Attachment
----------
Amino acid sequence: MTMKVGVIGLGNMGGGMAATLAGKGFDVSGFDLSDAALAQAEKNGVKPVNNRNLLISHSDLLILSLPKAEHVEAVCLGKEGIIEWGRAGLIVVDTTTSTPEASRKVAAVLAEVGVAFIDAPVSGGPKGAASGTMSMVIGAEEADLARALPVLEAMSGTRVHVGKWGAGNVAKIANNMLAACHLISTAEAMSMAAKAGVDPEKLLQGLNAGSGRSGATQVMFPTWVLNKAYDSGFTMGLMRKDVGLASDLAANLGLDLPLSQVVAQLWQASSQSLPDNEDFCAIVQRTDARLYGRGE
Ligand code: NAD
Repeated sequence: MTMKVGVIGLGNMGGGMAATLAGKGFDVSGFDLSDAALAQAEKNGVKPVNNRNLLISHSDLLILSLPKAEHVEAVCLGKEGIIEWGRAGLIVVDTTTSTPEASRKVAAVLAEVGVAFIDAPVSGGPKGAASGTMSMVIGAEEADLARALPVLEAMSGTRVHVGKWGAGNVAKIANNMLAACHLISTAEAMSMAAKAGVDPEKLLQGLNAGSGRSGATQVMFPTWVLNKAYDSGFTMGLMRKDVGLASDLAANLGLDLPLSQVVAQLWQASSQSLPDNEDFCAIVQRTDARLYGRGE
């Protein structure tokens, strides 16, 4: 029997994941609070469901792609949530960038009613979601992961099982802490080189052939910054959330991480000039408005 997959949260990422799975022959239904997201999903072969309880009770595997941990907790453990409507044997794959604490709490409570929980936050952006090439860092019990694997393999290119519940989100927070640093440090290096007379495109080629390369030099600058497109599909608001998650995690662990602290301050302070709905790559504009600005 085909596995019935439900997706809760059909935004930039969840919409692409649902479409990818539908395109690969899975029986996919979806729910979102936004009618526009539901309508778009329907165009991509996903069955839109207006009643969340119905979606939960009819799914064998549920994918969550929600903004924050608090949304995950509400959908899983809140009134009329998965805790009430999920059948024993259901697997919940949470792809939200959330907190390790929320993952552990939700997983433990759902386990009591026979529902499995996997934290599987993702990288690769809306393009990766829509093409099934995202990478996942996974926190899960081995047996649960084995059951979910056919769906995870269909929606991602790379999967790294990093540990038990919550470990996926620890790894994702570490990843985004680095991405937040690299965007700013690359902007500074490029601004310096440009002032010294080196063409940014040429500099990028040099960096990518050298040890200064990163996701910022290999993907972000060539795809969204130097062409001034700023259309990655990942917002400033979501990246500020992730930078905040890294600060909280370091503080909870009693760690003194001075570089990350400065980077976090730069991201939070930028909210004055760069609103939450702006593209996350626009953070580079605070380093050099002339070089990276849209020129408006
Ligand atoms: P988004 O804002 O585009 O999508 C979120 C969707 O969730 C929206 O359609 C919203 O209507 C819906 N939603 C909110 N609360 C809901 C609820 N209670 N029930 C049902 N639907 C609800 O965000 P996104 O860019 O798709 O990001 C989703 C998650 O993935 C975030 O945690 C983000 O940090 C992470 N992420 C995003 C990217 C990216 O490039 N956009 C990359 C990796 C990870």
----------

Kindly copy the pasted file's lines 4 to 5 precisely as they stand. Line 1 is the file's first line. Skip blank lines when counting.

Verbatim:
């Protein structure tokens, strides 16, 4: 029997994941609070469901792609949530960038009613979601992961099982802490080189052939910054959330991480000039408005 997959949260990422799975022959239904997201999903072969309880009770595997941990907790453990409507044997794959604490709490409570929980936050952006090439860092019990694997393999290119519940989100927070640093440090290096007379495109080629390369030099600058497109599909608001998650995690662990602290301050302070709905790559504009600005 085909596995019935439900997706809760059909935004930039969840919409692409649902479409990818539908395109690969899975029986996919979806729910979102936004009618526009539901309508778009329907165009991509996903069955839109207006009643969340119905979606939960009819799914064998549920994918969550929600903004924050608090949304995950509400959908899983809140009134009329998965805790009430999920059948024993259901697997919940949470792809939200959330907190390790929320993952552990939700997983433990759902386990009591026979529902499995996997934290599987993702990288690769809306393009990766829509093409099934995202990478996942996974926190899960081995047996649960084995059951979910056919769906995870269909929606991602790379999967790294990093540990038990919550470990996926620890790894994702570490990843985004680095991405937040690299965007700013690359902007500074490029601004310096440009002032010294080196063409940014040429500099990028040099960096990518050298040890200064990163996701910022290999993907972000060539795809969204130097062409001034700023259309990655990942917002400033979501990246500020992730930078905040890294600060909280370091503080909870009693760690003194001075570089990350400065980077976090730069991201939070930028909210004055760069609103939450702006593209996350626009953070580079605070380093050099002339070089990276849209020129408006
Ligand atoms: P988004 O804002 O585009 O999508 C979120 C969707 O969730 C929206 O359609 C919203 O209507 C819906 N939603 C909110 N609360 C809901 C609820 N209670 N029930 C049902 N639907 C609800 O965000 P996104 O860019 O798709 O990001 C989703 C998650 O993935 C975030 O945690 C983000 O940090 C992470 N992420 C995003 C990217 C990216 O490039 N956009 C990359 C990796 C990870």